Every business requires appropriate levels of investment in non-current assets because it is these assets that are at the heart of its operations and lead to future growth. A business must decide whether to invest in real assets (such as property) or financial assets (such as shares) or intangible assets (such as trademarks).
An under-investment in non-current assets can lead to stifling business growth, an inability of the business to operate effectively and failure to provide for customer needs. An over-investment in non-current assets can result in a lack of productivity, inability to repay debt and a poor rate of return to the owners.
Asset management of non-current assets is the process of managing the acquisition, use and disposal of these assets to make the most of their future economic benefits and manage the related costs over their entire useful life. Planning and budgeting should include depreciation, maintenance, income and the disposal of an asset, not just the initial purchase cost.
The costs of acquisition and ongoing operating costs should be compared to the estimated income generated by the use of the asset. The finance for the purchase needs to be planned, including whether cash, debt or a combination is used. Alternatives need to be compared, such as outright purchase or leasing.
Internal controls will ensure that assets are kept secure, prevent loss and record-keeping is complete and accurate.
It is a well-established principle in our society that people should be protected to some degree from exploitation from others who may be better informed or more expert than they are. In the world of business this is achieved broadly in three ways:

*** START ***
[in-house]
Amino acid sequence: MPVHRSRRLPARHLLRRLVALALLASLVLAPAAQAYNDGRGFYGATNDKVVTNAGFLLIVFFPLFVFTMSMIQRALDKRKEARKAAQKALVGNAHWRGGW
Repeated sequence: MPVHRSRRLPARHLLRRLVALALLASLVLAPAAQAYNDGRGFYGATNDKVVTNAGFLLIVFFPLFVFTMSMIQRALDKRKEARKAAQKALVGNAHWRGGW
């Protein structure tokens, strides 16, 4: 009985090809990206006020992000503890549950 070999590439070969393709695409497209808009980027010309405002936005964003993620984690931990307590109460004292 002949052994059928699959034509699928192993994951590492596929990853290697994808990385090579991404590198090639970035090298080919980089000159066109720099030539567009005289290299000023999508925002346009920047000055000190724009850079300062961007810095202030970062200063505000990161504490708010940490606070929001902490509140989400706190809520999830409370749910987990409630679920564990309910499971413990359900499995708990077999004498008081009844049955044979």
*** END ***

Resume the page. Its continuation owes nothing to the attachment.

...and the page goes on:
1. the development of an accounting conceptual framework, with associated accounting standards, which sets out principles and rules with which all producers of financial reports are encouraged and some are required by law, to comply
2. legislation governing the operations of certain forms of business entity, notably the Corporations Act 2001
3. the requirement that certain entities must have their accounting systems and reports checked by an independent expert
The group most in need of protection provided by these means are those who hold shares and other securities in public companies, so it is these forms of business entity that are required by law to comply with accounting standards.
From the start of 2005, Australia adopted the Framework for the Preparation and Presentation of Financial Reports set out by the International Accounting Standards Board (ISAB) which, together with the former SACs 1 and 2, constitutes the conceptual outline which Australian businesses must operate. That Australian Accounting Standards Board (AASB) has issued a number of Accounting Standards that deal with specific items of preparation or presentation. Generally, Standards comply with the principles contained in the Framework though, if there is a conflict, the Standard prevails.
Although compliance with Accounting Standards is not mandatory for all business financial reports, it does extend well beyond the bounds of legal requirements. For example, the professional accounting bodies in Australia expect their members to comply with standards in all reports for whose preparation they are responsible, regardless of whether their compliance is compulsory.